Roger Bootle – Leading Economist. Author, Broadcaster and Keynote Business Speaker.
Roger Bootle is one of the City of London’s best-known economists. He runs a consultancy, which specialises in macroeconomics and the economics of the property market. He is also Economic Adviser to Deloitte & Touche, a Specialist Adviser to the House of Commons Treasury Committee and a Visiting Professor at Manchester Business School.
Roger Bootle was formerly Group Chief Economist of the HSBC Group and, before the change of government, he was a member of the former Chancellor’s panel of Independent Economic Advisers, the so-called “Wise Men”.
Roger Bootle studied at Oxford University and then became a Lecturer in Economics at St Anne’s College, Oxford. Most of his subsequent career has been spent in the City of London.
Roger Bootle has written many articles on monetary economics and is joint author of the book, Theory of Money, author of Index-Linked Gilts and of the best-seller The Death of Inflation, which was published in April 1996 and has subsequently been translated into nine languages.
His book, Money for Nothing – Real Wealth, Financial Fantasies and the Economy of the Future, has been widely acclaimed and has appeared in Japanese, German, Italian and Korean translations.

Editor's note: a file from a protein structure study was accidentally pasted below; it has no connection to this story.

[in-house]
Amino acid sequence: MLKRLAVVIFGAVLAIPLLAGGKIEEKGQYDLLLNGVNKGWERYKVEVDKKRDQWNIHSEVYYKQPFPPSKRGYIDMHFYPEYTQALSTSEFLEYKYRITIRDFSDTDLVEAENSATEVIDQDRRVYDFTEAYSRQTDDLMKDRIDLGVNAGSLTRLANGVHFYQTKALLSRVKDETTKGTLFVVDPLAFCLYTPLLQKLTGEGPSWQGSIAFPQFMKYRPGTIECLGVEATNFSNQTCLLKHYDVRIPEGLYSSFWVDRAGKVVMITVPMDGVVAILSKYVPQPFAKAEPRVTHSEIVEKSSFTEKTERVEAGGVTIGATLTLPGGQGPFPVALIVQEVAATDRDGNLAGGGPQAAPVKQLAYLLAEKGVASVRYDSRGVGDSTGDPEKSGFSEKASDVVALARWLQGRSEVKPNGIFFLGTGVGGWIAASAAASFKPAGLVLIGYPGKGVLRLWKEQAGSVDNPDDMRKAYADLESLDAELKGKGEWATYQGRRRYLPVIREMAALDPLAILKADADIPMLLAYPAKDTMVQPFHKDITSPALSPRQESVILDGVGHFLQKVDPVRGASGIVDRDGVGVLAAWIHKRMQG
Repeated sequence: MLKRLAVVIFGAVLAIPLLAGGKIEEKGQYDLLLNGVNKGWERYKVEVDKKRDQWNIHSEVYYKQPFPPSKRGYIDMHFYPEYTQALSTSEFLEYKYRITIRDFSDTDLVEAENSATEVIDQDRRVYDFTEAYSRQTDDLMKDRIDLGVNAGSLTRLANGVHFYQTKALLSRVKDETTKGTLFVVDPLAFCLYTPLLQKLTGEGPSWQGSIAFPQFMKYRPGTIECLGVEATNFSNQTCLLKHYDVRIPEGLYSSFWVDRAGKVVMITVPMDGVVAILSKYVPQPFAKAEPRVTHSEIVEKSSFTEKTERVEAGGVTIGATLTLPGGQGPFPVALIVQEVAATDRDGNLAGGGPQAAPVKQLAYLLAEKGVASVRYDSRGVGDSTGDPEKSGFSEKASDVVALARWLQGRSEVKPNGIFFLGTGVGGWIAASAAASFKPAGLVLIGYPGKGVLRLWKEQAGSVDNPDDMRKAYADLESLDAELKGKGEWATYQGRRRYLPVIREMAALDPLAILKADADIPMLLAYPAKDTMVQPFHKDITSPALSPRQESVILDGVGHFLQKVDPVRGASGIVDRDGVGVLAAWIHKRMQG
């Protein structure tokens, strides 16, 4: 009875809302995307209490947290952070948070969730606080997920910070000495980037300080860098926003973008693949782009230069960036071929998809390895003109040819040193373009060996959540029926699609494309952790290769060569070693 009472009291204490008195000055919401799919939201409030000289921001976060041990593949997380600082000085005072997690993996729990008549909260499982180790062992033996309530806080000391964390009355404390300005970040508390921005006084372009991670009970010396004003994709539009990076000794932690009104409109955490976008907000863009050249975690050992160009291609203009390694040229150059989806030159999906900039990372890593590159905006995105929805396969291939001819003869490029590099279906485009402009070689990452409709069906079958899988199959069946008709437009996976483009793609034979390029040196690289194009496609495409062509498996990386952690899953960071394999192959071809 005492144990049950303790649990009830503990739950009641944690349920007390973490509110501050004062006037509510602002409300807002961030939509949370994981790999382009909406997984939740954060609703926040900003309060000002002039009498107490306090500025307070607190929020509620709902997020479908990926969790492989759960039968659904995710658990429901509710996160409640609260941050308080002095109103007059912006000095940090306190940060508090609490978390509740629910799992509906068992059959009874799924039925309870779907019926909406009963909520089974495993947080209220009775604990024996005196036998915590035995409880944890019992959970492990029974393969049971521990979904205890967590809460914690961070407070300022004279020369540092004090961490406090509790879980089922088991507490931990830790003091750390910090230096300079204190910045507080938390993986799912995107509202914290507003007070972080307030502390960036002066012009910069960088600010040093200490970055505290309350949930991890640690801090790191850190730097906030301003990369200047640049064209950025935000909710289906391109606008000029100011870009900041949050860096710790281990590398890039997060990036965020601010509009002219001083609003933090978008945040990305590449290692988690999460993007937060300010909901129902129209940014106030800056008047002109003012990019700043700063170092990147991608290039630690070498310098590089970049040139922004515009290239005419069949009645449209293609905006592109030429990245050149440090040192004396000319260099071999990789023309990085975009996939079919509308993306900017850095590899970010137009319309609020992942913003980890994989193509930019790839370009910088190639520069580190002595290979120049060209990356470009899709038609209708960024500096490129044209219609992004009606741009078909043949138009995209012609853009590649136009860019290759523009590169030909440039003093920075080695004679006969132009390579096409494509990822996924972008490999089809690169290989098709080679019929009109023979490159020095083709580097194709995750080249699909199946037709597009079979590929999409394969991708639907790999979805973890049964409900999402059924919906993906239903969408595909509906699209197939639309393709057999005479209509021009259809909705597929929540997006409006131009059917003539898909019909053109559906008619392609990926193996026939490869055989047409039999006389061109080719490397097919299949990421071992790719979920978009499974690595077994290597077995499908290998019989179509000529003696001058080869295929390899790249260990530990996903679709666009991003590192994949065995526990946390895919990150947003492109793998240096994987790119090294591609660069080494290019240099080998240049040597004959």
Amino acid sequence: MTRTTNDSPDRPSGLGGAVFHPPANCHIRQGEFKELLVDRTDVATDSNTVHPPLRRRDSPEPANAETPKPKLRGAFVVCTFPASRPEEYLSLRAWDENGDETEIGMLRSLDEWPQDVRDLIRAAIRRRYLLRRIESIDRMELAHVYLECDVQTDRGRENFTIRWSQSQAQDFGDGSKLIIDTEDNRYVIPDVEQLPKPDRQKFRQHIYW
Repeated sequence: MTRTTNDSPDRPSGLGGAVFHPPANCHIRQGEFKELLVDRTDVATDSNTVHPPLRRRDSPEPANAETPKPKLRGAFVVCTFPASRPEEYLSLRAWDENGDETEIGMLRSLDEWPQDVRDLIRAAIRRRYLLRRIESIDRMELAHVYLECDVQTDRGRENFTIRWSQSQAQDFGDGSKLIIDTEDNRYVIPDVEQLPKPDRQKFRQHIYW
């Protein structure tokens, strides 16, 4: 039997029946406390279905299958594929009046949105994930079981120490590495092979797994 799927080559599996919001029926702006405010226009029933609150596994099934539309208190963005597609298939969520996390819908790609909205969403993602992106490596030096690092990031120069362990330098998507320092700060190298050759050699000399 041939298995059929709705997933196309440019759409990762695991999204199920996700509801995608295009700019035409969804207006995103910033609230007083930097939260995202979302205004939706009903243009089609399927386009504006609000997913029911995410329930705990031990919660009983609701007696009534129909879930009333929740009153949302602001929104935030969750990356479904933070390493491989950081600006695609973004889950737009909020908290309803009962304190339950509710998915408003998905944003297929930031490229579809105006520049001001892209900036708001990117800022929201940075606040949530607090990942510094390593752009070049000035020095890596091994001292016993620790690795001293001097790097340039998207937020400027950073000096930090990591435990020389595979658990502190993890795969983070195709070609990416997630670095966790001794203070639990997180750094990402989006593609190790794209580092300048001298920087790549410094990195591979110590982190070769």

Roger’s book The Trouble with Markets focuses on the deep origins of the current financial crisis and the consequences for economies, markets and politics, both domestic and international.
He is a regular columnist for The Telegraph and a well-known broadcaster on both radio and television.
Larry Elliott, economics editor of The Guardian, wrote: “It seems strange that no place has yet been found on the MPC for Roger Bootle, one of the country’s leading monetary economists.”
Roger Bootle has a long and distinguished record of successful forecasting of major events and market movements, often in contrast to the prevailing orthodoxy of the time, including:
- Forecasting the collapse of the dotcom boom.
- Seeing that the UK would be forced out of the ERM in 1992 and, in contrast to the official Treasury line and the views of most forecasters, predicting that inflation and interest rates would fall.
- Forecasting that rising inflation would prompt UK interest rates to be raised to 15% in 1989.
- Realising that during the “hard monetarist” phase in 1979-81, inflation was going to fall sharply despite the fact the broad money supply was growing rapidly.
- And most famously, predicting as early as October 1990, that the financial climate in Europe and North America would be transformed by sustained low inflation – and maintaining this view even though many people in the market dismissed “The Death of Inflation” as a joke.
Roger Bootle is a renowned speaker at conferences and business gatherings around the world. He is equally effective at making a formal presentation to an audience of thousands as he is giving an after dinner talk to a few senior executives. His talks are distinguished by their unusual combination of insight, wit, and directness.